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Bush Delays Also Slowed Down War Funding

Since 2002, however, the White House has submitted the annual war funding request six months after the fiscal year has already started. This automatically puts the bill and Congress into crisis mode and ratchets up political pressure to approve the $100 billion requests quickly to demonstrate their support of the troops. Photo courtesy AFP.
by Pamela Hess
UPI Pentagon Correspondent
Washington (UPI) April 06, 2007
U.S. President George W. Bush is framing the standoff with Congress over funding the Iraq war as a matter of supporting the troops. "Democrat leaders in Congress seem more interested in fighting political battles in Washington than in providing our troops what they need to fight the battles in Iraq," he said Tuesday in a Rose garden press conference.

Four years of budget machinations on the war, however, show the White House's record is not as clean as it suggests.

The White House submits the annual Pentagon budget request in February -- 2008 is the latest -- six months prior to the start of the new fiscal year. That gives Congress six months to hold hearings, debate, and approve final legislation.

Since 2002, however, the White House has submitted the annual war funding request six months after the fiscal year has already started. This automatically puts the bill and Congress into crisis mode and ratchets up political pressure to approve the $100 billion requests quickly to demonstrate their support of the troops.

But with half the year elapsed already with no war funding, the military every year dips into its procurement accounts, delays training exercises and defers scheduled weapons and vehicle repair until the war money comes through.

By the time Congress finishes hearings and passes a war spending bill -- which is separate from the annual budget, and lags behind it by a year -- there are only a few months left to use the money and the artificial cycle of delay, crisis, and military budget machinations begins again.

To offset the delay in the White House supplemental request, Congress has annually appropriated a bridge war supplemental fund of more than $50 billion. But at a "burn rate" of more than $10 billion a month for Iraq and Afghanistan, that money runs out quickly.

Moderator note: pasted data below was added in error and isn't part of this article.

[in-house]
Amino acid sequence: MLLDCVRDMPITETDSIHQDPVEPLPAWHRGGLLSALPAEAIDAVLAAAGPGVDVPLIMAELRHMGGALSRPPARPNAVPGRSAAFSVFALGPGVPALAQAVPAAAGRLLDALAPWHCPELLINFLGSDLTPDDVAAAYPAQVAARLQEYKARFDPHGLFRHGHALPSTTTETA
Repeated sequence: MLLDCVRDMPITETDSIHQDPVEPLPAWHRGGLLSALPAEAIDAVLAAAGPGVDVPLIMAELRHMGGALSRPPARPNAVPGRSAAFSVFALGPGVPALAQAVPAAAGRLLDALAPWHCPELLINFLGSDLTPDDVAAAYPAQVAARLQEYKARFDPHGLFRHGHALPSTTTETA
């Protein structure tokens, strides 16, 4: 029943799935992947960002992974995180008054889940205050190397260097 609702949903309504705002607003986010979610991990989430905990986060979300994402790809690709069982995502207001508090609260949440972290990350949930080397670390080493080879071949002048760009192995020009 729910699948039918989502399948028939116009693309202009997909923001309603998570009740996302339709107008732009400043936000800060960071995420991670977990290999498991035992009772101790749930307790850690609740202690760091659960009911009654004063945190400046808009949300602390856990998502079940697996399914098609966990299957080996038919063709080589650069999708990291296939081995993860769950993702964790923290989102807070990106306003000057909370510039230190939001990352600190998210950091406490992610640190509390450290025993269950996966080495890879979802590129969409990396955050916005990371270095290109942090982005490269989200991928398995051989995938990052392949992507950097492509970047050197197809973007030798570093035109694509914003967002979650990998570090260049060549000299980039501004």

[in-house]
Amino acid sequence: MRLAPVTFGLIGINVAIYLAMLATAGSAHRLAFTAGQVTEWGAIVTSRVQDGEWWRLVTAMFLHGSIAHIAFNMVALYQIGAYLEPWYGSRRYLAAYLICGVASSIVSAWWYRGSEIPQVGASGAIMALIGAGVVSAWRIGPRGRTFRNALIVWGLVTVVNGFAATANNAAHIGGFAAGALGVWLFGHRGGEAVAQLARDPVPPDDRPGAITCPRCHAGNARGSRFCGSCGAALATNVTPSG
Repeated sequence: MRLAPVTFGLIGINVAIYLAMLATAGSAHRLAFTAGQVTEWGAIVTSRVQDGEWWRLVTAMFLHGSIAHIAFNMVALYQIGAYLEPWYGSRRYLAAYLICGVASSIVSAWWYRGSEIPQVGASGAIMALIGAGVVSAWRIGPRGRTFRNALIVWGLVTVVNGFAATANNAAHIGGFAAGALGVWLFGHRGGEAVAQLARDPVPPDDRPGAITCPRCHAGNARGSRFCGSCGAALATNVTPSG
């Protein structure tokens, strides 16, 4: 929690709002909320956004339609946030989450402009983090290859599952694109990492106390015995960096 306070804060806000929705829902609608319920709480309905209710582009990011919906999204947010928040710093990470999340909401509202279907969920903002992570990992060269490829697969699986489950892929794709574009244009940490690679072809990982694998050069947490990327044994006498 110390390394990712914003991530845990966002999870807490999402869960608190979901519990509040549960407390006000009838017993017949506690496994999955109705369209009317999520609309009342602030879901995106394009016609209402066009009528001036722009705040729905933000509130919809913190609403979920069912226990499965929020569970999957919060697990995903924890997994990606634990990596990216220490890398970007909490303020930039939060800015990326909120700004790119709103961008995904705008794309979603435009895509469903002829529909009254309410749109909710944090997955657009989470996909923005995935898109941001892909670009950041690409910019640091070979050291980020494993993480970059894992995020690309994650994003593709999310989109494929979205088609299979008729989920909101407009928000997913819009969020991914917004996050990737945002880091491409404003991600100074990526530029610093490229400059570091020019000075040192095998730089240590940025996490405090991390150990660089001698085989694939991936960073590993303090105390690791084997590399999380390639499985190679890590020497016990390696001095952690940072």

Pentagon officials since 2001 have told reporters they did not want to submit imprecise war funding requests and so waited until the annual war costs were clear to ask Congress for them. They blamed Congress itself for this, pointing to Congress's refusal in 2001 to approve a vague $10 billion fund for the Pentagon to draw on as it saw fit.

Last fall, however, U.S. Army officials called the accounting bluff.

Lt. Gen. David Melcher, the deputy chief of staff for Army programming, material integration and management, told reporters on Oct. 10 the Army could easily submit the 2008 supplemental request in February 2007, rather than waiting until February 2008 to ask for the money.

"If there was a desire to submit that in February that could easily be done," Melcher told reporters at the Association of the U.S. Army conference in Washington.

"From the Army's perspective, I think it would make good sense to submit the president's budget and the entire '08 supplemental at the same time ... I think it would be good to have openness about that, and articulate the need up front," he said.

The Army got its way this year, certainly helped by a change in defense secretaries. Both the 2007 and the 2008 supplemental request went to Capitol Hill in February with the 2008 annual budget request for the Defense Department.

Congress has also been agitating for a change in defense budget practices, asking that the war costs be included in the annual budget since they are now quite predictable, albeit rising. Emergency appropriations bills, now topping $120 billion annually, are not counted into the national deficit although they add to the national debt.

President Bush Tuesday scolded the Democratic-controlled Congress for slowing funding for the troops but he left out his central role in the delay.

"If Democrat leaders in Congress are bent on making a political statement, then they need to send me this unacceptable bill as quickly as possible when they come back," he said. "I'll veto it, and then Congress can get down to the business of funding our troops without strings and without delay."

Source: United Press International

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